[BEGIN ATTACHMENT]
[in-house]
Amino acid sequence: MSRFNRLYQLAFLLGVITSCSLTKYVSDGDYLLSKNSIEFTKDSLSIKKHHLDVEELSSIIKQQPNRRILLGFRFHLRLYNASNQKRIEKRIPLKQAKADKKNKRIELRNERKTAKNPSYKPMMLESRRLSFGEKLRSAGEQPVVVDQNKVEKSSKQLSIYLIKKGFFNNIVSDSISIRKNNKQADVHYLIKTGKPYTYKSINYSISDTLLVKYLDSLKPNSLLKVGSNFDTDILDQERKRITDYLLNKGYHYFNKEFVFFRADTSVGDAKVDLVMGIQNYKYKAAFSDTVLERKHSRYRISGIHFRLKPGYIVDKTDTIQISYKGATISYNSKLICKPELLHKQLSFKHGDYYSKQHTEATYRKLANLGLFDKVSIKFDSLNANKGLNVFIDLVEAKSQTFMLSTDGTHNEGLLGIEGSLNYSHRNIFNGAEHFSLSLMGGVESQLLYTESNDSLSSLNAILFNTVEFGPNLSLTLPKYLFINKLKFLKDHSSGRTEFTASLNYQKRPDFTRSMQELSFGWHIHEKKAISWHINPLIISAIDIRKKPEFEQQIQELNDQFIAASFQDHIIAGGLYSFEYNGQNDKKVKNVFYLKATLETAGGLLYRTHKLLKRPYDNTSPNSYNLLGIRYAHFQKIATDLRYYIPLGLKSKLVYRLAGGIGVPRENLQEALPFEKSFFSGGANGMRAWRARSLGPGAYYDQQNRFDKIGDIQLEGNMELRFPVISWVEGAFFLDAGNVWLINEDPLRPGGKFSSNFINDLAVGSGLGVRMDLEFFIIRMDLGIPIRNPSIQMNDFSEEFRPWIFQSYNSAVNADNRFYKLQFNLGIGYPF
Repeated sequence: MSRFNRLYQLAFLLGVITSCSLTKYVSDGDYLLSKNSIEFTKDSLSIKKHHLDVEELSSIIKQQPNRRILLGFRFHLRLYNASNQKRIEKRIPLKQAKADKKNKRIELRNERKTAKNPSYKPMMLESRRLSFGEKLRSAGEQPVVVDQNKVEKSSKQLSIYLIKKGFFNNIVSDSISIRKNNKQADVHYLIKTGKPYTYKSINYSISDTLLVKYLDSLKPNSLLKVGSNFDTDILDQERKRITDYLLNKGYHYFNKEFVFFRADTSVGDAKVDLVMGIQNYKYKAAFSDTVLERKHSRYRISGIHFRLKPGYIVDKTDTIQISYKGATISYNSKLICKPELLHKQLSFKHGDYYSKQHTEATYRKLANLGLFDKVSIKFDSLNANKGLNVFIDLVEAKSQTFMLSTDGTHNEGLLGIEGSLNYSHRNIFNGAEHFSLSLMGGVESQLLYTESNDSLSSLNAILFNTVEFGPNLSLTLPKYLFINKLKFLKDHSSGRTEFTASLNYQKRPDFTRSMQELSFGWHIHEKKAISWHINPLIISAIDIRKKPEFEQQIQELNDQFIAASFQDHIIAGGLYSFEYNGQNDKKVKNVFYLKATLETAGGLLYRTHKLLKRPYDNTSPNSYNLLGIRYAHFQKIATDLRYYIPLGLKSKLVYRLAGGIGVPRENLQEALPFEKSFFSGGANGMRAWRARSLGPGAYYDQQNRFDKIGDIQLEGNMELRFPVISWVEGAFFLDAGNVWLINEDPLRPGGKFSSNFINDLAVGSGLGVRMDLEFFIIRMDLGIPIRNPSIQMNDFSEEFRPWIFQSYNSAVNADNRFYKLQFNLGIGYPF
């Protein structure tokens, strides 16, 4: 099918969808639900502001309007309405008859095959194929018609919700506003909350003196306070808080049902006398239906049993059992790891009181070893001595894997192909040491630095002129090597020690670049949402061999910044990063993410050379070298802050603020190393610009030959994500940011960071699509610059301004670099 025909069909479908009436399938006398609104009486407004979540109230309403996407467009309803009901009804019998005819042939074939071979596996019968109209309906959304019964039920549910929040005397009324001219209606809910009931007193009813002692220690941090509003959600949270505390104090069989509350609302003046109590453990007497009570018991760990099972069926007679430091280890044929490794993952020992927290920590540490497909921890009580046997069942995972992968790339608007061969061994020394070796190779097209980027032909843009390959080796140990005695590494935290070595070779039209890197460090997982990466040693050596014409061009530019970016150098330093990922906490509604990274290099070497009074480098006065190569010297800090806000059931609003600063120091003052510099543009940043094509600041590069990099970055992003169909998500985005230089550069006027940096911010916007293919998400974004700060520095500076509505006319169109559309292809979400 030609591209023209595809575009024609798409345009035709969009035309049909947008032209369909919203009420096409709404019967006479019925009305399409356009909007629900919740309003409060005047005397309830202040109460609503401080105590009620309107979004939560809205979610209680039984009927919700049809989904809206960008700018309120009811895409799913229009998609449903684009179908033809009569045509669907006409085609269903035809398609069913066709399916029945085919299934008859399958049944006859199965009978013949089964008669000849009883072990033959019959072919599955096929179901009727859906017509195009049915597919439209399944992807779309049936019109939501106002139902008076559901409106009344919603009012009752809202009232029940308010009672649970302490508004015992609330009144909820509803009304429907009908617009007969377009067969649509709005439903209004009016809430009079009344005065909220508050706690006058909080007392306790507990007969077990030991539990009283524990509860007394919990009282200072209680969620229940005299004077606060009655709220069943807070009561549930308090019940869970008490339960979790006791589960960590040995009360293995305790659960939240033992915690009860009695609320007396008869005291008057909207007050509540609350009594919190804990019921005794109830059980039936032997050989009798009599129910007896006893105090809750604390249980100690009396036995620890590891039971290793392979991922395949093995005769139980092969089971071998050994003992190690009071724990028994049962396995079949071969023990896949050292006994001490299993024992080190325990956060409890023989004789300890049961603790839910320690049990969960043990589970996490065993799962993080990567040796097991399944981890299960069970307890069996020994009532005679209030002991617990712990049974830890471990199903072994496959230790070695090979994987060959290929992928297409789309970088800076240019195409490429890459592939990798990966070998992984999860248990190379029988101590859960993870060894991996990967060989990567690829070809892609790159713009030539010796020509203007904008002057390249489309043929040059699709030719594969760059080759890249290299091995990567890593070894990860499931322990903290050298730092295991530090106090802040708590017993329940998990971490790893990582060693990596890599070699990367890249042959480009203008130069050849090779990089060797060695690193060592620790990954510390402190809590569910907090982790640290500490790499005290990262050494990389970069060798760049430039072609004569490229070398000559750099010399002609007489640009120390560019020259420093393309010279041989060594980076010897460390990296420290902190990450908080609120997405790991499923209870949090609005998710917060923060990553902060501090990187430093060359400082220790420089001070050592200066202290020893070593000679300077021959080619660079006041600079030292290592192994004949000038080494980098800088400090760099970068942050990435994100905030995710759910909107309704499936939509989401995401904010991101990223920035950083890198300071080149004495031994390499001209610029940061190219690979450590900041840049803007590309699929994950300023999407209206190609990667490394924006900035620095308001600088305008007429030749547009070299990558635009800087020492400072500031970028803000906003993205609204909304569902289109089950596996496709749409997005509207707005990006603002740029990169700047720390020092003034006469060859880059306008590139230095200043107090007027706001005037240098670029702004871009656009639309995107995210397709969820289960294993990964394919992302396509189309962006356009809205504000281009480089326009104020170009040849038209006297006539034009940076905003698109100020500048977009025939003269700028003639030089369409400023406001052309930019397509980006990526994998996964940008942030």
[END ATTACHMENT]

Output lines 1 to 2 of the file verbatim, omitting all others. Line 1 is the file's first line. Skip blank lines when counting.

[in-house]
Amino acid sequence: MSRFNRLYQLAFLLGVITSCSLTKYVSDGDYLLSKNSIEFTKDSLSIKKHHLDVEELSSIIKQQPNRRILLGFRFHLRLYNASNQKRIEKRIPLKQAKADKKNKRIELRNERKTAKNPSYKPMMLESRRLSFGEKLRSAGEQPVVVDQNKVEKSSKQLSIYLIKKGFFNNIVSDSISIRKNNKQADVHYLIKTGKPYTYKSINYSISDTLLVKYLDSLKPNSLLKVGSNFDTDILDQERKRITDYLLNKGYHYFNKEFVFFRADTSVGDAKVDLVMGIQNYKYKAAFSDTVLERKHSRYRISGIHFRLKPGYIVDKTDTIQISYKGATISYNSKLICKPELLHKQLSFKHGDYYSKQHTEATYRKLANLGLFDKVSIKFDSLNANKGLNVFIDLVEAKSQTFMLSTDGTHNEGLLGIEGSLNYSHRNIFNGAEHFSLSLMGGVESQLLYTESNDSLSSLNAILFNTVEFGPNLSLTLPKYLFINKLKFLKDHSSGRTEFTASLNYQKRPDFTRSMQELSFGWHIHEKKAISWHINPLIISAIDIRKKPEFEQQIQELNDQFIAASFQDHIIAGGLYSFEYNGQNDKKVKNVFYLKATLETAGGLLYRTHKLLKRPYDNTSPNSYNLLGIRYAHFQKIATDLRYYIPLGLKSKLVYRLAGGIGVPRENLQEALPFEKSFFSGGANGMRAWRARSLGPGAYYDQQNRFDKIGDIQLEGNMELRFPVISWVEGAFFLDAGNVWLINEDPLRPGGKFSSNFINDLAVGSGLGVRMDLEFFIIRMDLGIPIRNPSIQMNDFSEEFRPWIFQSYNSAVNADNRFYKLQFNLGIGYPF